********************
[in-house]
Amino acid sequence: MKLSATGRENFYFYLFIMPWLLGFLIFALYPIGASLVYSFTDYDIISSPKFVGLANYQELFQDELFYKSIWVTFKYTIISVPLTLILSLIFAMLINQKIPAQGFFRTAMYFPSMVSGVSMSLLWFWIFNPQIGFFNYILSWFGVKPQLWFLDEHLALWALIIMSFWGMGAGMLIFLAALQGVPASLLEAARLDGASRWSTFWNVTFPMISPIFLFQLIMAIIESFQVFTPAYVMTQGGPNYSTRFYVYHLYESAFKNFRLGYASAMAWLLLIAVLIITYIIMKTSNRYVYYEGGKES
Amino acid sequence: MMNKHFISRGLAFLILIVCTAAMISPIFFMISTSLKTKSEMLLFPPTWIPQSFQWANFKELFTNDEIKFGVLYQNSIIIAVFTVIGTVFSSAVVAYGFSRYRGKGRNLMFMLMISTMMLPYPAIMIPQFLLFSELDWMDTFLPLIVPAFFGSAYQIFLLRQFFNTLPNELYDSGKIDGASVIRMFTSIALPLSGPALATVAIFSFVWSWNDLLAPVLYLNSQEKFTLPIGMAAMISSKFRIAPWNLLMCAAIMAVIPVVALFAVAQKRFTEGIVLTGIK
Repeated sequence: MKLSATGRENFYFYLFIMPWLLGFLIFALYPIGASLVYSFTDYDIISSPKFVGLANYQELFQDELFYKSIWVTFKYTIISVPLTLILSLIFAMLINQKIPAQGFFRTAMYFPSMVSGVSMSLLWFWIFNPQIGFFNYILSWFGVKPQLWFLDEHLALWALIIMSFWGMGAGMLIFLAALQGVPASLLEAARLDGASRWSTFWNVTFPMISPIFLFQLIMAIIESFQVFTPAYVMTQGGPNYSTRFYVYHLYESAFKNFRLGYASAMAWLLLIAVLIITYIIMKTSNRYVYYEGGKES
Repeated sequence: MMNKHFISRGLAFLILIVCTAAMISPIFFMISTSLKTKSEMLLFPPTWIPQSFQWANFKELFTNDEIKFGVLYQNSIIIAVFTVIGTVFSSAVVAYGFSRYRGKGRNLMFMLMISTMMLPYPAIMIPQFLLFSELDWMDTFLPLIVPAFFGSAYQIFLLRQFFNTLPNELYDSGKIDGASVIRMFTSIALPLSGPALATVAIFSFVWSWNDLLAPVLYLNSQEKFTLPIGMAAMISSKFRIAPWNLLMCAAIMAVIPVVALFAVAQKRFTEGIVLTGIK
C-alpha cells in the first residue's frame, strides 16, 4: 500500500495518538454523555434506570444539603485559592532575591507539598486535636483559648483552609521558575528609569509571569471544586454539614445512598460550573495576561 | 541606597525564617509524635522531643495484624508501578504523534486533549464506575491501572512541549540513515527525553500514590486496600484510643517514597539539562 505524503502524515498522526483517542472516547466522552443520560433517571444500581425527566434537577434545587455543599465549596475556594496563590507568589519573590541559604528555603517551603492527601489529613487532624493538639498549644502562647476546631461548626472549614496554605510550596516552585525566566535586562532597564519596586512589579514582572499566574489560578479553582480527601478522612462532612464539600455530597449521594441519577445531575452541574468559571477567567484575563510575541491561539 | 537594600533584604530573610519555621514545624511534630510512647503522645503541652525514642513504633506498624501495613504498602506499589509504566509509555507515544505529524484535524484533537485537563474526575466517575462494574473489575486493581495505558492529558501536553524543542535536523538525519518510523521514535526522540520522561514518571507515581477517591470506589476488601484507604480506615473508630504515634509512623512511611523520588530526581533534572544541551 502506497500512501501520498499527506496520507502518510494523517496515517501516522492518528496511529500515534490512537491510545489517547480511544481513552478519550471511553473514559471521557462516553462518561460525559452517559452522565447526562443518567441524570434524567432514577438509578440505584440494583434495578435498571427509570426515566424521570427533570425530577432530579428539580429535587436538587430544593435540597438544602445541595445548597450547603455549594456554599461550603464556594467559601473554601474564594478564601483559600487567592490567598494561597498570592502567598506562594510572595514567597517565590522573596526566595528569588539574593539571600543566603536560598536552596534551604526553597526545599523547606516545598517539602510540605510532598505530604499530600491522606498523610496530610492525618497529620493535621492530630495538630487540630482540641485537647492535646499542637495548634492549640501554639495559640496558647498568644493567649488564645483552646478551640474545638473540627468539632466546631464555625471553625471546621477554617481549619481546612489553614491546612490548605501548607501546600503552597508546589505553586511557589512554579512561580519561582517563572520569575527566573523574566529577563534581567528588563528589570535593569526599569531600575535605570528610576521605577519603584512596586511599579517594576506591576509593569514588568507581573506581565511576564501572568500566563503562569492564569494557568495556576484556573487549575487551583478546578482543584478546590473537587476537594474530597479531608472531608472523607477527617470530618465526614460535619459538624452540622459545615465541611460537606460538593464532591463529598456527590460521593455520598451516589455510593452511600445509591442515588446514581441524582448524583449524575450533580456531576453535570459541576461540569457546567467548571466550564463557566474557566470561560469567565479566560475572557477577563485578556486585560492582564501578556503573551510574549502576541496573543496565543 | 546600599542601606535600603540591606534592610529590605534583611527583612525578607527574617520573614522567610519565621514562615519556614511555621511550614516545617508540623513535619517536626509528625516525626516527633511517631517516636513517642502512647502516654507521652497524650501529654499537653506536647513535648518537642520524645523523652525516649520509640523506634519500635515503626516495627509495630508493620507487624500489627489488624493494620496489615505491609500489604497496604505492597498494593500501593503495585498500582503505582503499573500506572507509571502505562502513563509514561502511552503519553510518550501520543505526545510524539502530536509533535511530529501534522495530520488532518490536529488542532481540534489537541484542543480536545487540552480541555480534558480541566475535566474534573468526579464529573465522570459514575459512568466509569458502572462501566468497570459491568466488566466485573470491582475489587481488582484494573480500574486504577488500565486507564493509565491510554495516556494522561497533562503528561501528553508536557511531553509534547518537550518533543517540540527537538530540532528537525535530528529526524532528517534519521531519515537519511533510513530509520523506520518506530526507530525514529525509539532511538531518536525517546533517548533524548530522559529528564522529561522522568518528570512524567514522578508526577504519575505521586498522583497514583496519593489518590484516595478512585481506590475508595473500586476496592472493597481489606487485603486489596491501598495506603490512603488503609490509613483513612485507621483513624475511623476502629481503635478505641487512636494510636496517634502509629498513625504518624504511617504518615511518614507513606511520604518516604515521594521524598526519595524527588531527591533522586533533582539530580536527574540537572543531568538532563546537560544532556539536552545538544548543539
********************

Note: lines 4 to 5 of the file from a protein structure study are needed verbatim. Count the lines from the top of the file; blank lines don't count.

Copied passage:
Repeated sequence: MKLSATGRENFYFYLFIMPWLLGFLIFALYPIGASLVYSFTDYDIISSPKFVGLANYQELFQDELFYKSIWVTFKYTIISVPLTLILSLIFAMLINQKIPAQGFFRTAMYFPSMVSGVSMSLLWFWIFNPQIGFFNYILSWFGVKPQLWFLDEHLALWALIIMSFWGMGAGMLIFLAALQGVPASLLEAARLDGASRWSTFWNVTFPMISPIFLFQLIMAIIESFQVFTPAYVMTQGGPNYSTRFYVYHLYESAFKNFRLGYASAMAWLLLIAVLIITYIIMKTSNRYVYYEGGKES
Repeated sequence: MMNKHFISRGLAFLILIVCTAAMISPIFFMISTSLKTKSEMLLFPPTWIPQSFQWANFKELFTNDEIKFGVLYQNSIIIAVFTVIGTVFSSAVVAYGFSRYRGKGRNLMFMLMISTMMLPYPAIMIPQFLLFSELDWMDTFLPLIVPAFFGSAYQIFLLRQFFNTLPNELYDSGKIDGASVIRMFTSIALPLSGPALATVAIFSFVWSWNDLLAPVLYLNSQEKFTLPIGMAAMISSKFRIAPWNLLMCAAIMAVIPVVALFAVAQKRFTEGIVLTGIK